In devel­op­ing new gen­er­a­tions of young Chero­kees to go into the med­ical field, and to help turn the cor­ner on job growth, the preser­va­tion of the Chero­kee lan­guage is para­mount among edu­ca­tion­al ini­tia­tives. Cur­rent­ly, there is a full immer­sion pro­gram of a Chero­kee only school for K‑6th grade stu­dents in Sequoy­ah. Oth­er­wise, there is fur­ther devel­op­ment of adult immer­sion and lan­guage pro­grams at NSU to accom­plish this endeav­or.

Addi­tion­al­ly, Hoskin has said he wants to “tack­le envi­ron­men­tal issues con­cern­ing the water, the air, and the land. To be wise stew­ards of the land and be a part of the solu­tion.”

To make these accom­plish­ments an ever-grow­ing real­i­ty, Hoskin Jr. has cho­sen Bryan Warn­er as his run­ning mate to become Deputy Chief. Warn­er has a sto­ried back­ground as an edu­ca­tor, teach­ing chem­istry, biol­o­gy, micro­bi­ol­o­gy and botany, and is cur­rent­ly the Cam­pus Direc­tor, at Carl Albert State Col­lege. He was elect­ed to the Chero­kee Nation­al Trib­al Coun­cil in 2015 and has exten­sive recog­ni­tion and accom­plish­ments that speak to his heart for ser­vice, his lead­er­ship, and his ini­tia­tive. He and his wife raise their three chil­dren in Sal­li­saw where he has had a sig­nif­i­cant impact through civic involve­ment and vol­un­teer work. Hoskin Jr. has said of Warn­er that he is, “high­ly intel­li­gent and cre­ative. I know we will work well togeth­er because we already have worked well togeth­er.”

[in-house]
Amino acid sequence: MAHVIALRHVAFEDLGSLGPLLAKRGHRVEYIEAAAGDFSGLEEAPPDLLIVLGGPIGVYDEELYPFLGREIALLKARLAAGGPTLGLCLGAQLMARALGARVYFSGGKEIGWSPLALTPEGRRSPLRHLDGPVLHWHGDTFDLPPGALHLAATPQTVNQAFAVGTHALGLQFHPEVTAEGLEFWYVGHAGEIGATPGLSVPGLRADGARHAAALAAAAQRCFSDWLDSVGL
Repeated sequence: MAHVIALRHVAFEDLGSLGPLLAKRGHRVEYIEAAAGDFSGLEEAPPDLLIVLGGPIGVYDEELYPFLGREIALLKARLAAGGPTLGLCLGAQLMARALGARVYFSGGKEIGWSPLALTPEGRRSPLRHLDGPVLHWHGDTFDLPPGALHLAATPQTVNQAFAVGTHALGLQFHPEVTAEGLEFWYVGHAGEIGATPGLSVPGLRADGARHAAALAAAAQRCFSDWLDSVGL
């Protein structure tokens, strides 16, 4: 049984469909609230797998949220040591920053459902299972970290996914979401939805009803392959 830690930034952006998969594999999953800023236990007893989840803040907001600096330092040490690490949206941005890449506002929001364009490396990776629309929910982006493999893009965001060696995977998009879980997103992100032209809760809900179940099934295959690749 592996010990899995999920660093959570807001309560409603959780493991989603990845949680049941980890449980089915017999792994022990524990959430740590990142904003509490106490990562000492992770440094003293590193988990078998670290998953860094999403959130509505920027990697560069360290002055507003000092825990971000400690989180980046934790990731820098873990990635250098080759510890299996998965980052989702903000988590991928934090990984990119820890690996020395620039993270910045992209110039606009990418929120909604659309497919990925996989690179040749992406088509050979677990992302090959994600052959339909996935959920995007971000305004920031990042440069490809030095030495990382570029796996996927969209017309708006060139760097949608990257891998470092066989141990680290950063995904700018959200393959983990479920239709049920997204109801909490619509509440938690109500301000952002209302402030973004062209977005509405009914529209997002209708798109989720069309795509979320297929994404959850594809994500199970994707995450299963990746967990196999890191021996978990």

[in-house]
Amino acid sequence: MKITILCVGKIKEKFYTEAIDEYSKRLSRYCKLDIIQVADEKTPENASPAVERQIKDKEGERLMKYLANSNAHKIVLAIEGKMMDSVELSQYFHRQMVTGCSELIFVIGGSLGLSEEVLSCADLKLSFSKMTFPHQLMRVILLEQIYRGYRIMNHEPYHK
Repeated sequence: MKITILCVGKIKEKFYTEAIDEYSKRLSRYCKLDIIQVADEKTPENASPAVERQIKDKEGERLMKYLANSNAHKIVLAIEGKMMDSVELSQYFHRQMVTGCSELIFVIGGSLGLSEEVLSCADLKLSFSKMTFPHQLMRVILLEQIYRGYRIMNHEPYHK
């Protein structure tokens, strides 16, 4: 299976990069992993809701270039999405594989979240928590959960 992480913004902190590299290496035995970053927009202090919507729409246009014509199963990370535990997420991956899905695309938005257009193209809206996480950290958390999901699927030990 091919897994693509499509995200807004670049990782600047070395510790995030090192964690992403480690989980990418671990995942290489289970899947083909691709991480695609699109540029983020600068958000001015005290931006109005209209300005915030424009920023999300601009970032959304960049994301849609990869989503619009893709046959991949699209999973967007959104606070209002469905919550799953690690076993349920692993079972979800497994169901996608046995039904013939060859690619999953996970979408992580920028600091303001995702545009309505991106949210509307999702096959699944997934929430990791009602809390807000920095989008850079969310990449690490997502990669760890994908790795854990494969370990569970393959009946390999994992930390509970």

Anoth­er great part­ner­ship Hoskin Jr. was sure to speak to was his fam­i­ly. “Jan­u­ary and the kids keep me cen­tered”, he said. Speak­ing to her hard work and pas­sion on behalf of the Chero­kee peo­ple he said, “She [Jan­u­ary] has been intri­cate­ly involved with me and on her own. She takes time to make sure our chil­dren are get­ting involved in Chero­kee cul­ture.”